From: The Scene Blog
Movie Review: The Accountant fails to balance character development and a confused story
Hollywood’s Blacklist of screenplays comes out once a year: the best screenplays that have yet to be accepted for filming. The Accountant’s screenplay managed to earn a spot on that list in 2011, written by Bill Dubuque and directed by Gavin O’Connor. That said, not every great script can be transferred so easily to the silver screen. After five years and some change, The Accountant is finally hitting theatres nationwide – starring Ben Affleck, Anna Kendrick, Jon Bernthal and J.K Simmons.
Its premise surrounds a tremendously gifted, autistic accountant, Christian Wolff (Ben Affleck) who has trouble fitting in with society’s expectations but has no problem cooking the books for various nefarious crime organizations around the world. As he deals with new clientele, the US Treasury Department begins to close in on his actions.
For starters, The Accountant has an interesting story pattern that makes the overall screenplay engaging. However, its adaptation from paper to camera gets lost in translation – editing is a main woe with sloppy scene changes and dissociated pacing. Moreover, there is an abundance of exposition fed to the audience by far too many characters. Though this can be overlooked in the beginning stages of a film, it is unforgivably lazy to do so in the final, climactic scenes. In addition, a remarkably predictable twist negates even more from the screenplay held in such high regard. Overall, the film is confused; it wants to be a character study or character drama and an action thriller. While the action is well done, it fails to hit a notably high mark of character drama or development. In fact, it fails to garner much emotional value for anyone besides Affleck’s Wolff.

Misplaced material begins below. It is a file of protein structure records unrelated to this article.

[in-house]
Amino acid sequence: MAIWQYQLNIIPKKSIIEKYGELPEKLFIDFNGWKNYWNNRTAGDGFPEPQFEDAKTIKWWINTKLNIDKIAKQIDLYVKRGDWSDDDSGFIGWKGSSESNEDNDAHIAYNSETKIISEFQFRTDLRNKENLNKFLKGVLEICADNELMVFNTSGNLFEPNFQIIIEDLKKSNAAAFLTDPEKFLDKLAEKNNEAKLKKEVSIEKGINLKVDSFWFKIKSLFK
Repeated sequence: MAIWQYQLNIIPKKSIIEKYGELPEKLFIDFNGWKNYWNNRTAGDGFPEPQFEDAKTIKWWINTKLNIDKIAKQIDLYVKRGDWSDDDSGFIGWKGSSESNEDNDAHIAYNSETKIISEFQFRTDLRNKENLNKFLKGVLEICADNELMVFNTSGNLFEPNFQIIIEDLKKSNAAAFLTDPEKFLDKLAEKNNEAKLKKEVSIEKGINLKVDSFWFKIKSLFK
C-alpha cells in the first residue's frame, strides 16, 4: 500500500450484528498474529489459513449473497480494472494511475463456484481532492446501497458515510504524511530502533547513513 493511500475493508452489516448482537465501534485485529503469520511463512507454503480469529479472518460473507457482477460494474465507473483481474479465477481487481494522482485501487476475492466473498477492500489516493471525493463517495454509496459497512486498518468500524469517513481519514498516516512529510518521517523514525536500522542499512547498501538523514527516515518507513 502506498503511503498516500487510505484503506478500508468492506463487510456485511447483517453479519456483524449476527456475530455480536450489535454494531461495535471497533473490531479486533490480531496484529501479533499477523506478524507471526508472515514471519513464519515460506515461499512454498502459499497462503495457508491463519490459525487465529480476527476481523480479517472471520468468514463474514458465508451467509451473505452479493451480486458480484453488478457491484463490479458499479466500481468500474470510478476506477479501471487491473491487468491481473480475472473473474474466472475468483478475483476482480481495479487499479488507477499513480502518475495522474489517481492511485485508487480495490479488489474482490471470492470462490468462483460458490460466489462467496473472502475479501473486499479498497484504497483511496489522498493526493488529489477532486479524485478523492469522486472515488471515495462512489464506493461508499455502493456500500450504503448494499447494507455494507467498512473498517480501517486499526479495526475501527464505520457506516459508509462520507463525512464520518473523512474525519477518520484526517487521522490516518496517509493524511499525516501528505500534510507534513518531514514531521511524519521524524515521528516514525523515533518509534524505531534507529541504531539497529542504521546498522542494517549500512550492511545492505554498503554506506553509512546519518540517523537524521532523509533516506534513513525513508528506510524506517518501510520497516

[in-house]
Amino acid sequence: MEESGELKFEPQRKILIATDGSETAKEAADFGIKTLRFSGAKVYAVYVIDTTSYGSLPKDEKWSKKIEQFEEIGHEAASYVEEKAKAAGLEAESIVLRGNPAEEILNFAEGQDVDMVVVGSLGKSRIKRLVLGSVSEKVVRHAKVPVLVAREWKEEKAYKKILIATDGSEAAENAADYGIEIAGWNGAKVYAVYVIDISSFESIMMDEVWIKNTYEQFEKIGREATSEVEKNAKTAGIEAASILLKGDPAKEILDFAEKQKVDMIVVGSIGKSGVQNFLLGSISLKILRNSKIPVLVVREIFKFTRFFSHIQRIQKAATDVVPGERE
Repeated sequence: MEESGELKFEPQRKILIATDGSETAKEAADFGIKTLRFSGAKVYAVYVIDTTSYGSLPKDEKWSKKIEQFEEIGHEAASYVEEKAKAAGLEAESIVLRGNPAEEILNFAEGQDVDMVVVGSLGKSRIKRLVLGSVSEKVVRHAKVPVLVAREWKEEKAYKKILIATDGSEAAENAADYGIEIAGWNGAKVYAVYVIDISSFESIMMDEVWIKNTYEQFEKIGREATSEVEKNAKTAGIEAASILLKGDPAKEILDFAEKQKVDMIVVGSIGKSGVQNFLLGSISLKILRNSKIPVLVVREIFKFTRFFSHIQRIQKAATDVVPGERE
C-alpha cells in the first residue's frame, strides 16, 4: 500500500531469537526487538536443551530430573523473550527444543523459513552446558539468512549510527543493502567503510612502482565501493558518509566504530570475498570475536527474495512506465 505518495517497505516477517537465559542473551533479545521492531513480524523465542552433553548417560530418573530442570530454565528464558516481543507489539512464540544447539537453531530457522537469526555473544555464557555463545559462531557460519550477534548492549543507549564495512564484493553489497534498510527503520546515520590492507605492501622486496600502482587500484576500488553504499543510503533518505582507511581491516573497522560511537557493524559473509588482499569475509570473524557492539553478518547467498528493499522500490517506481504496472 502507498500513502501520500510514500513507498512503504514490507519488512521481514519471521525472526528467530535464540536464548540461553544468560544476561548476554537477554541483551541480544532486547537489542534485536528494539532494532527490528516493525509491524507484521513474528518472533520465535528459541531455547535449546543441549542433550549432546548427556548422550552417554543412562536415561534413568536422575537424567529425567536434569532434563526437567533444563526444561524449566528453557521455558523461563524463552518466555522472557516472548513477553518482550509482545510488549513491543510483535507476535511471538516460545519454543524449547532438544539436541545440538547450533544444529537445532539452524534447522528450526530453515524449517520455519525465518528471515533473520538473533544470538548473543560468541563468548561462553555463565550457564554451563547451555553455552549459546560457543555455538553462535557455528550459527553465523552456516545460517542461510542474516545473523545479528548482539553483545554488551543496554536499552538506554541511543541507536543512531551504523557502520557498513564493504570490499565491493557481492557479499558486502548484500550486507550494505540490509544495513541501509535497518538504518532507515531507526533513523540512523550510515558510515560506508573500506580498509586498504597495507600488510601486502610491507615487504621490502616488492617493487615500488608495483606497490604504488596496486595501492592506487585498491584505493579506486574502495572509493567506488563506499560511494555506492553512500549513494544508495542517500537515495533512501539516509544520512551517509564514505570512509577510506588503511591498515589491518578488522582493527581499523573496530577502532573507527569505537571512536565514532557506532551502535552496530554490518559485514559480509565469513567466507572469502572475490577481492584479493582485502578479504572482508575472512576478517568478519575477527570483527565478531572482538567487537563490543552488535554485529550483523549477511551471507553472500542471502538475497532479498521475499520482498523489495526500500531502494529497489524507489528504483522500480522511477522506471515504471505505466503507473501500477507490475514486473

Although there are a fair amount of flaws, there are positives as well such as the action and Affleck’s performance. The action manages an adept handling of Bourne-esque, intense camera work – creating a scene beneficial to establishing a tense tone. Affleck manages to be subtle, but also works in a deft fashion with idiosyncrasies and limited expression – an excellent formula for success though this performance will not acquire much Oscar buzz. Still, without his convincing effort, the film as a whole very much would be left for dead.
One overlooked positive is the sound design and mixing. It can be easy to discount the sound of a gunshot since most action movies are so inundated with them, but The Accountant adds more by making every single round sound like a jolting blast, deafening with impact.
Overall, there are many reasons to enjoy The Accountant, but some of those reasons get muddled in the movie’s own story. An uninteresting subplot constricts itself and its twists with unnecessary exposition and weak character development (barring Affleck’s performance). It is incredibly hard to gauge what was lost from writer Dubuque to director O’Connor, but clearly The Accountant is better suited for someone looking for an action fix near the commencement of Oscar season.